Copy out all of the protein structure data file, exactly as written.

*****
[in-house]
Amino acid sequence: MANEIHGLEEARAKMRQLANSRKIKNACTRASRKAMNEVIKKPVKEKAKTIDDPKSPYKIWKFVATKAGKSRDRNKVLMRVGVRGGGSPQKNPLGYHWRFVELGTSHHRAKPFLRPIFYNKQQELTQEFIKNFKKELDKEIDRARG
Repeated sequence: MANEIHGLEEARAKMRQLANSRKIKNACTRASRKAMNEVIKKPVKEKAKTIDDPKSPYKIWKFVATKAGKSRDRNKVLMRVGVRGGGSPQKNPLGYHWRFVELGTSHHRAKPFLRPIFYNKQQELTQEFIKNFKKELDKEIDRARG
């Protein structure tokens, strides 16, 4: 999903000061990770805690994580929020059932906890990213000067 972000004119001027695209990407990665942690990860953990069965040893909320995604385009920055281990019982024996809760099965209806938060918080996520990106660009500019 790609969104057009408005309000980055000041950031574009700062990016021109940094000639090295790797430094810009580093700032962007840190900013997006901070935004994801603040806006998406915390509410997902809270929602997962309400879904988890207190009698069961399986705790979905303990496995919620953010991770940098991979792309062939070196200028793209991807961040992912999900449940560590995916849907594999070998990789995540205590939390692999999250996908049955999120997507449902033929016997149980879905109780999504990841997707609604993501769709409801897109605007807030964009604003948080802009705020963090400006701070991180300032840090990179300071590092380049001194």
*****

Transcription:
[in-house]
Amino acid sequence: MANEIHGLEEARAKMRQLANSRKIKNACTRASRKAMNEVIKKPVKEKAKTIDDPKSPYKIWKFVATKAGKSRDRNKVLMRVGVRGGGSPQKNPLGYHWRFVELGTSHHRAKPFLRPIFYNKQQELTQEFIKNFKKELDKEIDRARG
Repeated sequence: MANEIHGLEEARAKMRQLANSRKIKNACTRASRKAMNEVIKKPVKEKAKTIDDPKSPYKIWKFVATKAGKSRDRNKVLMRVGVRGGGSPQKNPLGYHWRFVELGTSHHRAKPFLRPIFYNKQQELTQEFIKNFKKELDKEIDRARG
């Protein structure tokens, strides 16, 4: 999903000061990770805690994580929020059932906890990213000067 972000004119001027695209990407990665942690990860953990069965040893909320995604385009920055281990019982024996809760099965209806938060918080996520990106660009500019 790609969104057009408005309000980055000041950031574009700062990016021109940094000639090295790797430094810009580093700032962007840190900013997006901070935004994801603040806006998406915390509410997902809270929602997962309400879904988890207190009698069961399986705790979905303990496995919620953010991770940098991979792309062939070196200028793209991807961040992912999900449940560590995916849907594999070998990789995540205590939390692999999250996908049955999120997507449902033929016997149980879905109780999504990841997707609604993501769709409801897109605007807030964009604003948080802009705020963090400006701070991180300032840090990179300071590092380049001194």